Well, everything was fine.
It was a Sunday. I remember because it was my birthday.

We went to introduce ourselves to the upstairs neighbors and ask if they wanted to share wifi. That's neighborly.

The girl seemed nice. She seemed confused. She asked us who we were renting the house from.

OH, you mean the creepy landlord guy who'll only talk to Sarah and only over email? That landlord? The one who only left us one key out in the very open very public mailbox? That one? Yeah, he's ours. Shh shh, it's fine, it's fine.

Mhmm...okaaay. Alright well, I'm pretty sure that 'upon' isn't supposed to be there. But you lost me on that first part. 'Forecloooosed?' McCall? Do you--you don't know what it means either? Okay, well, it sounds serious. Let's just make sympathetic agreeing noises.


I'm sorry, what?

I went into panic mode.

I was alone. My life was an abyss of nothing swallowed in darkness. Nothing would ever be right again. Nothing would ever be the same. We'd be kicked out of our home. We'd have to live on the streets and feed off the scrappings of homeowners. I've never been very good at scavenging. Oh well, who needs to eat anyway? It's not like life is important. I'll just lie here. Tell the next predatory bird that passes through that I'm ready to die.

Yeah, so while that was happening, McCall (bless her little Aryan heart), pretty much took the reins on this one. She used the internet from my iPhone (thank Jobs I just got one of those), and set up 5 house visits in 36 hours.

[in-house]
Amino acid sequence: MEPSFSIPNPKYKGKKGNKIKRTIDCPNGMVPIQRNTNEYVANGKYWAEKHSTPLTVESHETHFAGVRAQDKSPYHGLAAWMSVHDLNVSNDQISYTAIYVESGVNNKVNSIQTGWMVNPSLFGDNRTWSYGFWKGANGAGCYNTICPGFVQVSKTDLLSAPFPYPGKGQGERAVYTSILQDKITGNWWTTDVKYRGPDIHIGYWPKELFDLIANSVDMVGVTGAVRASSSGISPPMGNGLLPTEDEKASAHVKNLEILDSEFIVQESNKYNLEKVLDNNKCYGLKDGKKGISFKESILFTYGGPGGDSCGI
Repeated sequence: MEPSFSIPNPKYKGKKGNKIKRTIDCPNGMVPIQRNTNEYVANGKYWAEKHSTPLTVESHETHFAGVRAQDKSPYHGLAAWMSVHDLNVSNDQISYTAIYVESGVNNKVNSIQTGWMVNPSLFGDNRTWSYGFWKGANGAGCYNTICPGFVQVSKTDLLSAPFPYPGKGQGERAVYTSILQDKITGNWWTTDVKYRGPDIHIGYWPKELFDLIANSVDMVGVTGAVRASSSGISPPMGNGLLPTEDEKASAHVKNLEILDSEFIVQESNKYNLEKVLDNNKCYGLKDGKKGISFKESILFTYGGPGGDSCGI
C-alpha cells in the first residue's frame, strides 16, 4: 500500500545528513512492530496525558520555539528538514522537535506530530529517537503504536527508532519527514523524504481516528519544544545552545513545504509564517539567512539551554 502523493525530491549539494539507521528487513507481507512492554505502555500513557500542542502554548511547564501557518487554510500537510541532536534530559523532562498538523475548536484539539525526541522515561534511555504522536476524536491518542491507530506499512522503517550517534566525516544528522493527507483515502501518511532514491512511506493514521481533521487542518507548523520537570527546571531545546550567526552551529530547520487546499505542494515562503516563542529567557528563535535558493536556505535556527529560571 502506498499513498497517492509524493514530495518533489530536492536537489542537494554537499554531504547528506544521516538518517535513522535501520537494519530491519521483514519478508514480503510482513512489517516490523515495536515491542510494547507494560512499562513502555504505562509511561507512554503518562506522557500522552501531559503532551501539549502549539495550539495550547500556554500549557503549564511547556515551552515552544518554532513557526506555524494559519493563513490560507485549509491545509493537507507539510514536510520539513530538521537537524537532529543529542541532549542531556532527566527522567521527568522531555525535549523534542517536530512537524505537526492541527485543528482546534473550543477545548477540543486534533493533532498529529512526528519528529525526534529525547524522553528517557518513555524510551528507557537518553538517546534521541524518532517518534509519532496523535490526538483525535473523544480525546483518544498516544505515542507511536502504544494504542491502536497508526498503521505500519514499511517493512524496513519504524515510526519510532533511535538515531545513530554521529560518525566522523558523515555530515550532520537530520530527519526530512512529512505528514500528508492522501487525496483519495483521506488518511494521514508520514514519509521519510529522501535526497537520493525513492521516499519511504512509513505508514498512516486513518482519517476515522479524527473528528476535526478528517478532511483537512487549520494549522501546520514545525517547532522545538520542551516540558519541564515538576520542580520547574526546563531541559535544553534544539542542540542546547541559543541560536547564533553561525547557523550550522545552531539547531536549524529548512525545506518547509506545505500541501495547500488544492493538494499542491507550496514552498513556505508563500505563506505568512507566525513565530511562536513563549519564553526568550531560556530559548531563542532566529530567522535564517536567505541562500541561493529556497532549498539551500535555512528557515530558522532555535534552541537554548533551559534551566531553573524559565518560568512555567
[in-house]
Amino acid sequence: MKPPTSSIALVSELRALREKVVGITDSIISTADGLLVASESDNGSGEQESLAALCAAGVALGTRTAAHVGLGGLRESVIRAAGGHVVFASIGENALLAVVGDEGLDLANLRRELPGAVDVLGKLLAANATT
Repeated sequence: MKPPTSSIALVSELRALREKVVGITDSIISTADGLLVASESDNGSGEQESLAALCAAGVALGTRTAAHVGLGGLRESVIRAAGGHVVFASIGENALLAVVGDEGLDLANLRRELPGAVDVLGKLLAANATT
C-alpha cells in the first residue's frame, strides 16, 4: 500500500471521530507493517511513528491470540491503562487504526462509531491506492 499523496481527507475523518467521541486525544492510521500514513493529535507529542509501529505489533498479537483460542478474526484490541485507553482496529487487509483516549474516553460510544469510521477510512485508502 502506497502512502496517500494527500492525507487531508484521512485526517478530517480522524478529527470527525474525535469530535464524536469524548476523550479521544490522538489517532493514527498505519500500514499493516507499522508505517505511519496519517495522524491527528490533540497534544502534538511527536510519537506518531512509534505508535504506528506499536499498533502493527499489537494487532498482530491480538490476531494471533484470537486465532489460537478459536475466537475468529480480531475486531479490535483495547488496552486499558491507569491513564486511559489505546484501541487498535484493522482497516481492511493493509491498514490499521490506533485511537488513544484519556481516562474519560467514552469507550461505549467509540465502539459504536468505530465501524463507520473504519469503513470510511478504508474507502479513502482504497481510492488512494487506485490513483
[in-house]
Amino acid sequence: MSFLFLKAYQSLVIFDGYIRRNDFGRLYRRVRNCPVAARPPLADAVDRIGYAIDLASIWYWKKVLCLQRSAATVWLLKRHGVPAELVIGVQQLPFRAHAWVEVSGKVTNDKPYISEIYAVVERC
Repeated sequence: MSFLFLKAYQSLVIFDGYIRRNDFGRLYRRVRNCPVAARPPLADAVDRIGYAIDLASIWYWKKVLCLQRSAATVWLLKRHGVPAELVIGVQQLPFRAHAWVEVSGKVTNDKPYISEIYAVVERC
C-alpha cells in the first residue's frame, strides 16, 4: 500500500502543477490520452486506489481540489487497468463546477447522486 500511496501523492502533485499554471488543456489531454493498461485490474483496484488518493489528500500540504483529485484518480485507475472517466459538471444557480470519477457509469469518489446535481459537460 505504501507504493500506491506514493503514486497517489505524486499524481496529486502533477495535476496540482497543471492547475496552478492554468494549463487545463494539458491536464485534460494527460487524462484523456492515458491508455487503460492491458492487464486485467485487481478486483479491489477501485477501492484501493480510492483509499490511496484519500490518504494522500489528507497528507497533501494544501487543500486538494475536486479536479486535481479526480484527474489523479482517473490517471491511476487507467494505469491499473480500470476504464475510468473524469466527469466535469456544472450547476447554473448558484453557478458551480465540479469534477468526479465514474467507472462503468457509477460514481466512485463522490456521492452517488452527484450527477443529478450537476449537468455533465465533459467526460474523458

Because she's awesome.

And I'm completely and totally useless.

But that night was the scariest of all the nights. After seeing 2 houses, we had to venture back to the haunted house to sleep. The problems were getting worse. The holes in the walls, the mouse poop in our food, the spiders in my nightmares--it was too much.

We met Coco. She showed us a wonderfully nondescript house with lavender walls and no foreclosure.  We knew almost immediately that this was where we wanted to spend the rest of our lives, or at least the rest of the night.

We met back up with Coco to sign the lease. I wrote a lumpy check for the rent. We then ran as fast as we could back to the haunted house, grabbed as much stuff as we could carry, leashed the dog, ran by a bank, withdrew $400, and sped over to the new house.

We pulled up real creepy behind Coco, flashed our lights, slipped her the cash, and got our keys to our brand new house with no power. But WHO FREAKING CARES? There's something about the transition from squatting in a house to living in one that is very refreshing. 

We laid out a sleeping bag in the largest room, conserved our 2 flush quota, and slept soundly in the darkness that is our adulthood.

The next day we strapped our mattresses to the roof of the car, realized the doors were strapped shut, climbed through the windows, and set off the car alarm--all under the watchful gaze of some not-so-strapping construction men across the street.

But we didn't care.

We had done it.

Or rather, McCall had done it. She passed my first test of adulthood. It was truly an honor to rock back and forth next to her, watching her flex her grown-up muscles and solve a real-world problem.

Oh and one other thing.

Stacey Campfield is our new landlord.


No comments:

Creative Commons License
Blogging Molly by Molly Kessler is licensed under a Creative Commons Attribution-NonCommercial-NoDerivs 3.0 Unported License